One day, a friend asked me to make dinner over their place.
The friend wanted something super easy: Greek pastitsio and salad.
I walked into their house and got right into the kitchen. They chatted with me while I heated a skillet and diced onions. They talked to me while I made a roux, browned meat and boiled water.
They watched me walk over to the oven and turn the temperature dial. A few minutes later, while I was beating milk into a roux, they informed me that the oven didn’t work.
I totally wanted to yell. But I stayed calm. Shot them a smile that probably didn’t reach my eyes. And kept on cooking.
Because here’s the thing about being a professional cook: You just figure it out.
For the Beef:
1 tablespoon vegetable oil or cooking spray to coat pan
1 cup sweet onion, diced very small
3 cloves garlic, minced
1 pound ground beef (I almost always use 80/20)
¼ cup dry white wine
1 cup no salt added tomato puree
1 tablespoon fresh chopped parsley or to taste
2 teaspoons cinnamon or to taste
1 teaspoon dried thyme or to taste
salt and black pepper to taste
Heat oil in a skillet over medium high heat. Add onions to hot oil and cook until translucent. Add the garlic and cook just until the garlic gets soft. Push the onions and garlic to one side of the pan or remove them to another plate.
Put the meat in the pan and brown it. Flip it over and scrape the seared meat off the top while the bottom browns. Repeat this until the meat is broken up. Break the meat up further and cook all the way through. Once the meat is cooked, take everything out of the pan and drain off the drippings.
Put the pan back on high heat. Pour the wine into the pan and scrape up any bits stuck to the bottom of the pan. Reduce the wine until it is almost gone.
Add the meat back. Add the tomato puree and the seasonings. Cook until the tomato puree becomes a tight sauce. Taste and adjust seasoning.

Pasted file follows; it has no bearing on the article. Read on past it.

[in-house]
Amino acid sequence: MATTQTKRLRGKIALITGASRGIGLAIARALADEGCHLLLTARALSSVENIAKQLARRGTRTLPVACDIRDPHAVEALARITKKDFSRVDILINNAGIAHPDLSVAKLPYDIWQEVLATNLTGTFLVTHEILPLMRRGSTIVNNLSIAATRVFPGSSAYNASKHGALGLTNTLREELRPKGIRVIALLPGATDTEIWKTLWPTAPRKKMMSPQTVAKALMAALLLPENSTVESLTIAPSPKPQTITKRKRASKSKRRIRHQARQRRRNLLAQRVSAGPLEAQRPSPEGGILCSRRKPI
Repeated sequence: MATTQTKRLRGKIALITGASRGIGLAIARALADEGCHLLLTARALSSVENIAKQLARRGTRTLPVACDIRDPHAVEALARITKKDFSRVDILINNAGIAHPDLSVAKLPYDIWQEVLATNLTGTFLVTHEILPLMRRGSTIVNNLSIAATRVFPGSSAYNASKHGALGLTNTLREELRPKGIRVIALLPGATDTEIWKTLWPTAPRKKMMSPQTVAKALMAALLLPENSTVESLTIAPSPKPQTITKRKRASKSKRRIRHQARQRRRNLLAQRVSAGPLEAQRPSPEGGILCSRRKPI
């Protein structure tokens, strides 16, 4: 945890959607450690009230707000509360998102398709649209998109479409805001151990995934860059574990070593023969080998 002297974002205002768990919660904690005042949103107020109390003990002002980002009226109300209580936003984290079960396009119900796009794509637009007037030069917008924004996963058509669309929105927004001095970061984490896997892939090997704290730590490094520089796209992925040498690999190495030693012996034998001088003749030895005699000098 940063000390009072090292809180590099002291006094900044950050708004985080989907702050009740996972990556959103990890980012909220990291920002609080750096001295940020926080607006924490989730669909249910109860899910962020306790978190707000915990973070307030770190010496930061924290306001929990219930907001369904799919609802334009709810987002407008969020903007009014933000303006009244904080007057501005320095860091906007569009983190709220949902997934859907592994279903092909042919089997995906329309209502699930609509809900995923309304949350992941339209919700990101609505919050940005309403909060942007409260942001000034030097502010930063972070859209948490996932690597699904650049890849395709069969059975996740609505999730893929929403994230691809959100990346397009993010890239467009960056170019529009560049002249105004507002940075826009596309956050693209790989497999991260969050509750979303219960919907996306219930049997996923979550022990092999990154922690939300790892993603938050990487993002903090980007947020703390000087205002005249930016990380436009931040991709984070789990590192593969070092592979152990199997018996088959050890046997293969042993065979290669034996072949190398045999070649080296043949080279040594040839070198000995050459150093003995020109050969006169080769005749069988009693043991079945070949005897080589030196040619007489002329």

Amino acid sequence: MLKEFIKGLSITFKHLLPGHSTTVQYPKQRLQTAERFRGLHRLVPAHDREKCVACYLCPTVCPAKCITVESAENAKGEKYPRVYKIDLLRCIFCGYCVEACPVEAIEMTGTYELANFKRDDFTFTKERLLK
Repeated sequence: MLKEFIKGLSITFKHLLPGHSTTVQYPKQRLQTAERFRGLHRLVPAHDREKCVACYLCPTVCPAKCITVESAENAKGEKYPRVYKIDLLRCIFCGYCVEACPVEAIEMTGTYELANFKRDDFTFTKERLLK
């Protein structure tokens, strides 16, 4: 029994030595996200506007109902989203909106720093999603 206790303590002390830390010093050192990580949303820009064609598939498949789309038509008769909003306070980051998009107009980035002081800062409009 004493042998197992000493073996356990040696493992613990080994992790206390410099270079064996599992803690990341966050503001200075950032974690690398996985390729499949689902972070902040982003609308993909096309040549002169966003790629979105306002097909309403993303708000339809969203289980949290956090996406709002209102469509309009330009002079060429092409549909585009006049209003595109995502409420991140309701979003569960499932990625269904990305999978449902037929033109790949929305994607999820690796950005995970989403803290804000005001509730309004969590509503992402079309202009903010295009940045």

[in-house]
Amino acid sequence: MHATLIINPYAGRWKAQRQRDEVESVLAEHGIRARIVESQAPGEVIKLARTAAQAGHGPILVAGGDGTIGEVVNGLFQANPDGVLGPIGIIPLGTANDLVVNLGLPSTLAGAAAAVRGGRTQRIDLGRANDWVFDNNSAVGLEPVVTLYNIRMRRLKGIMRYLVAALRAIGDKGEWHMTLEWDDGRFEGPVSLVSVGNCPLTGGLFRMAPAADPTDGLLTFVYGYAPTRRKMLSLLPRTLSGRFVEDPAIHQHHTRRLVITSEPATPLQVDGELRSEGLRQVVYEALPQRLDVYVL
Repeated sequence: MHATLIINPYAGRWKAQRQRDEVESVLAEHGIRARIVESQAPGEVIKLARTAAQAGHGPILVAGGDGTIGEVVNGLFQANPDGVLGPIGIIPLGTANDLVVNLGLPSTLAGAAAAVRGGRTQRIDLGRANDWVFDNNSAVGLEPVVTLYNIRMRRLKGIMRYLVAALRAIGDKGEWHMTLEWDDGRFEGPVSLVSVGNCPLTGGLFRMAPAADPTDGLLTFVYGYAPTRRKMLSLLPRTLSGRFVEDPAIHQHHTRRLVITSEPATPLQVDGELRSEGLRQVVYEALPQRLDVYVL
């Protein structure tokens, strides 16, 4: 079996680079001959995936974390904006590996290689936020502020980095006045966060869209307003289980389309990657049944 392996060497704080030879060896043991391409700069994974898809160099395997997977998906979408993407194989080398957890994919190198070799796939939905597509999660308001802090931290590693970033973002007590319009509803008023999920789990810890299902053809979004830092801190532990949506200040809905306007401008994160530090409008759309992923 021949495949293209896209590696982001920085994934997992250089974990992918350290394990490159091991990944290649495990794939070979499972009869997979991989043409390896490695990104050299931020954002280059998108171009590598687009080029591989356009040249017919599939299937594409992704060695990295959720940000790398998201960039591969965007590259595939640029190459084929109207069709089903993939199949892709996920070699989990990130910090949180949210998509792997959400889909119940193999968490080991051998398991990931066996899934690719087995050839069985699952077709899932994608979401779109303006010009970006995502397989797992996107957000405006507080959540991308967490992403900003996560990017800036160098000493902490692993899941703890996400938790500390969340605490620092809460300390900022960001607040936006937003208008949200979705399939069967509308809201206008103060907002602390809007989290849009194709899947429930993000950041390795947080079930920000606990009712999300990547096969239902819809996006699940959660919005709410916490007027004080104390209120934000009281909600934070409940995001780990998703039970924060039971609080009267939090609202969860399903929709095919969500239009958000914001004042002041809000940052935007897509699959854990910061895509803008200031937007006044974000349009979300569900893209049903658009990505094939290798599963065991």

Bring a pot of water to boil to cook one pound of tube-shape pasta according to package directions.
For the Bechamel:
1 cup 2% or whole milk (measure and leave on the counter to warm up while you cook the meat)
2 tablespoons unsalted butter
2 tablespoons all purpose flour
½ sweet onion
1 small bay leaf
Salt and black pepper to taste
Ground nutmeg to taste
Make a roux by melting the butter in a small saucepan over medium heat. Once the butter is melted add the flour. Stir the mixture with a wooden spoon for about two or three minutes. Do not let it get dark. Remove the pan from the burner if it starts to burn.
Beat the milk into the roux with a whisk. Beat constantly while you pour the milk in a steady stream. Make sure there are no lumps.
Stick the bay leaf to the ½ onion with the clove and place it in the milk. Or just toss all three in there and make sure to strain them out before serving.
Cook over medium heat for ten minutes. Do not let it boil. Stir frequently. If you feel something stuck to the bottom of the pan, don’t try to scrape it up. If it feels like a lot, transfer the sauce to a new pan.
Taste after ten minutes. If it tastes like flour, cook longer and try again. When it no longer tastes like flour, season with salt, pepper and nutmeg.
To assemble the dish:
Toss the hot, cooked pasta with some butter and season it with salt and pepper. Layer the bottom of a casserole or individual dishes with the pasta.
Spread a layer of the hot beef mixture over the pasta.
Pour some of the bechamel on top.
Now, you’re supposed to bake pastitsio, but I couldn’t. It bugged the crap out of me that it wouldn’t have that awesome browned topping. So I improvised. I found some matzo meal and sauteed it until brown in a bit of butter and shaved some domestic Romano over the top of the dish.
If you have an oven (and it works) just pop the dish under the broiler until the top is browned and bubbly.
Have you ever had a kitchen malfunction? Did you get through it?
Is it still pastitsio if it’s not baked? (I say it’s not, but my friend thinks it is.)